NEW YORK – The Edmonton Oilers’ record of 20-33-6, last-place in the Western Conference, doesn’t quite indicate how dangerous they can be.
Their play, on the other hand, illustrated that quite clearly on Thursday night.
In a blink, Nail Yakupov, who’s had a sophomore season to forget after scoring 17 goals in 48 games during his rookie campaign last year, scored the go-ahead goal when he was left alone in the slot with 1:38 left in the third period.
Before Rangers goaltender Cam Talbot (29 saves) could react, the quick slapper was past him, Yakupov was celebrating, and the Oilers were a defensive stand away from snapping the Rangers’ four-game winning streak with a 2-1 win at Madison Square Garden.
It was Yakupov’s 11th goal in 54 games this season.
“I was actually quite glad that it was tied 1-1 going into the third period,” said first-year Oilers coach Dallas Eakins. “It’s one of those things you want your team to experience, to settle into that 1-1 game. Finally, we get rewarded.”
“The winning goal was five guys on the ice getting beat to loose pucks and them protecting the puck and finding the open man all alone in the slot, said Rangers coach Alain Vigneault. “There were five puck battles. We lost them all, and it ends up in the back of our net.”
Playing in the 6,000th game in franchise history, the Rangers (31-24-3) came out sluggish, and the Oilers made them pay three minutes in when Ryan Smyth pushed the puck past the goal line after David Perron’s shot bounced over Talbot’s shoulder and sat on the line.
“They came out and they scored the first goal,” Vigneault said. “I thought some parts of our game we were executing and playing fast, and some other parts we were standing still and watching them. We had some good chances prior to their goal, and didn’t hit the net. They buried theirs.”
“I don’t think, consistently through 60 minutes, we played the way we needed to,” said captain Ryan Callahan, who had a second-period shorthanded breakaway denied by Oilers goalie Ben Scrivens (35 saves). “We played kind of in spurts. We got opportunities; we need to score on them. That was the difference.”
The Rangers surged in the second period, scoring 22 seconds into the period when Derick Brassard scored off an Oilers’ defensive zone turnover. But that’s all the offense they got against Scrivens, who improved to 3-3-0 since joining the team in January.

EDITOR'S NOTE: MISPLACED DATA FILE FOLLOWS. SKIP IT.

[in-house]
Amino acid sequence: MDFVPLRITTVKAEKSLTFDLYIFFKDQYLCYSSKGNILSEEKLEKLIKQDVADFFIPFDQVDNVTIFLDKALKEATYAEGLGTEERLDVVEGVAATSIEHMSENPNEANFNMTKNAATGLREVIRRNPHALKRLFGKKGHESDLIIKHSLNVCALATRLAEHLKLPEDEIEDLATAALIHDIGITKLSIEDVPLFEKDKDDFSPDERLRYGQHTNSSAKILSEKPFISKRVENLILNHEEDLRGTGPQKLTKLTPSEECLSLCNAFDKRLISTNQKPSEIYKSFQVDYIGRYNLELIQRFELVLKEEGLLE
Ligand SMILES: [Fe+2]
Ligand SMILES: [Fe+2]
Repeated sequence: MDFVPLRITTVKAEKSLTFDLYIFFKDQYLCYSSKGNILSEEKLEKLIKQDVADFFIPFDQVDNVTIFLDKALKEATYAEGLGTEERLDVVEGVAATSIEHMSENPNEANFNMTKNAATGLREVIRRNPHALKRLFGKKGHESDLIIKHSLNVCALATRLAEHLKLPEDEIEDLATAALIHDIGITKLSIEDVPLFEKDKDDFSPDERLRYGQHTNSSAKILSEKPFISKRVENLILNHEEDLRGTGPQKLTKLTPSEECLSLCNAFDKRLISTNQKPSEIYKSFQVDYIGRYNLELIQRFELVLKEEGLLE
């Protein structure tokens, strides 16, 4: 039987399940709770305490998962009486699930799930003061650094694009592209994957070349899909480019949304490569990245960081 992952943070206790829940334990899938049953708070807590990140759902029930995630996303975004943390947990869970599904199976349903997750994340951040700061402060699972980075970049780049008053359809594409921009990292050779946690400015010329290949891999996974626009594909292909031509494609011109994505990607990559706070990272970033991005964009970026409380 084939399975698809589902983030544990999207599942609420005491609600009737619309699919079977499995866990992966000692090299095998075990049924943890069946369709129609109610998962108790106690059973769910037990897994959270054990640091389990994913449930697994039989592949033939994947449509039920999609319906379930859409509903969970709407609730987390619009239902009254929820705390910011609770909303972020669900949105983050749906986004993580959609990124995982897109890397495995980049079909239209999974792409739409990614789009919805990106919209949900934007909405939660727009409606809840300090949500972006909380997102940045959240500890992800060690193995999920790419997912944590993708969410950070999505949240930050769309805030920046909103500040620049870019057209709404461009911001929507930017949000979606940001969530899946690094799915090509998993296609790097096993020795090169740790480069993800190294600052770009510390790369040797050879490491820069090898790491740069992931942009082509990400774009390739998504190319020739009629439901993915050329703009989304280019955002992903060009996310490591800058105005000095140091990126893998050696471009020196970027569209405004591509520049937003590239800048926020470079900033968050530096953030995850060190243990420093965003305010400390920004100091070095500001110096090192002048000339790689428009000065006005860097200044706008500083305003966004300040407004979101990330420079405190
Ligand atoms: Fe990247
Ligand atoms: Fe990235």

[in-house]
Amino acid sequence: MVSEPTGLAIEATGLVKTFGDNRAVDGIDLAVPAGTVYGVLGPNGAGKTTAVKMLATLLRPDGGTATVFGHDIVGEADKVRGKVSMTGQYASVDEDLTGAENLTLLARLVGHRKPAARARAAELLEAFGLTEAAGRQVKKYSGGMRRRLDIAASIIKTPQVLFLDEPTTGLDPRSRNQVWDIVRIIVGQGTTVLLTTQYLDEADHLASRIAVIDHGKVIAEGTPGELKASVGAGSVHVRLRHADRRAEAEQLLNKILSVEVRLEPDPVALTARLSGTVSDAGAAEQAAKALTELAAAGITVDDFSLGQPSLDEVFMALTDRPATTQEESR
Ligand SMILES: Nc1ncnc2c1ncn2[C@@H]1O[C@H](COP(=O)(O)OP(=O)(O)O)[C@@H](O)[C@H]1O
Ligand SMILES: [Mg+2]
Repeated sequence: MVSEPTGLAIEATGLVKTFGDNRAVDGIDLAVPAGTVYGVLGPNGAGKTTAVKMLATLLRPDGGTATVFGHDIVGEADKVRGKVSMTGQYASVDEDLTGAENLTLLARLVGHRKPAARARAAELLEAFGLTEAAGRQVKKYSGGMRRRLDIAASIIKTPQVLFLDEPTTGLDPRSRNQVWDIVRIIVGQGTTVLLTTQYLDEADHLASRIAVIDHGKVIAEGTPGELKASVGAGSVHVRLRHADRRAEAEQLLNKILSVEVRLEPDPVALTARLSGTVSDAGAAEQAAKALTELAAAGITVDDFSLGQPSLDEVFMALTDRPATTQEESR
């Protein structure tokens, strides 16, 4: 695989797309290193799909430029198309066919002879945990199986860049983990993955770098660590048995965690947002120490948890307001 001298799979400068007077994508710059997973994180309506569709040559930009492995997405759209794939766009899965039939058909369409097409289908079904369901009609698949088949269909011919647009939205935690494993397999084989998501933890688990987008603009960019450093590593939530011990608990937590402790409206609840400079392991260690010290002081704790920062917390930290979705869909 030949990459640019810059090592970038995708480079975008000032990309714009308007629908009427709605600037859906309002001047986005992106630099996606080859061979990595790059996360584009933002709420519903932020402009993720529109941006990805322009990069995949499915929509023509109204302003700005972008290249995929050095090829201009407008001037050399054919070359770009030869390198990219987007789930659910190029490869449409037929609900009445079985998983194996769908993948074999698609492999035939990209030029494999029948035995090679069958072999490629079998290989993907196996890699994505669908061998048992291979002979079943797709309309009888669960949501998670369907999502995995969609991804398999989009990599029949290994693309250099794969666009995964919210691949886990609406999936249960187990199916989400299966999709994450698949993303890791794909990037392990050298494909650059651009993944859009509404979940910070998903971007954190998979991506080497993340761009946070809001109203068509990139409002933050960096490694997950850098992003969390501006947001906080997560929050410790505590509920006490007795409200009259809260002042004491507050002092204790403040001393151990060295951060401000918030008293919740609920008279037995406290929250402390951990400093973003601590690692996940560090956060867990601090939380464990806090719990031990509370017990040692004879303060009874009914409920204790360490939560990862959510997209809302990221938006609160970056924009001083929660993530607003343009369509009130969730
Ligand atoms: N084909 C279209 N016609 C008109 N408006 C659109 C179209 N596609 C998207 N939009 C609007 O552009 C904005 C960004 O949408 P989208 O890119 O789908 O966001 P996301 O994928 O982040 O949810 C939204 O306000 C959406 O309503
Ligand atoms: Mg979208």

“We said prior to the game they’re a good transition team with a lot of speed,” Callahan said. “We were a little sloppy through the neutral zone, and when you do that against a team like that, it’s going to cost you.”
“I thought we settled in [as the game went on],” Eakins said. “It was night and day from even a month ago. We were way more settled on the bench. There wasn’t a lot of panic on the ice, and I liked our patience.”
The Rangers are back in action Friday in Pittsburgh to wrap up their pre-Olympic schedule. The NHL’s roster freeze goes into effect at 3 p.m. Friday afternoon, at which point no roster moves can be made until February 23, after the Olympics end.
Ryan Callahan’s situation remains unsettled. There were multiple reports his agent, Steve Bartlett, planned to talk to Rangers general manager Glen Sather regarding a new contract. If there is no movement by Friday at 3 p.m., the NHL’s trade deadline is March 5. Sather is rumored to be investigating the possibility of trading his heart-and-soul captain, who will be an unrestricted free agent in July.
During a break in the first period, the Rangers honored the players from both teams heading to Sochi for the Olympics.
The Rangers had zero power plays in the game, the first time they haven’t had a man advantage since Dec. 15, 2011. It was just the third time since 1987-88 the Rangers played in a game when there was a total of two penalty minutes combined between the two teams.
Through 6,000 games, the Rangers have a record of 2,592-2,506-808-94. They’ve played 1,779 games at the current Madison Square Garden, going 935-600-200-44.
INSIDE THE LOCKER ROOM: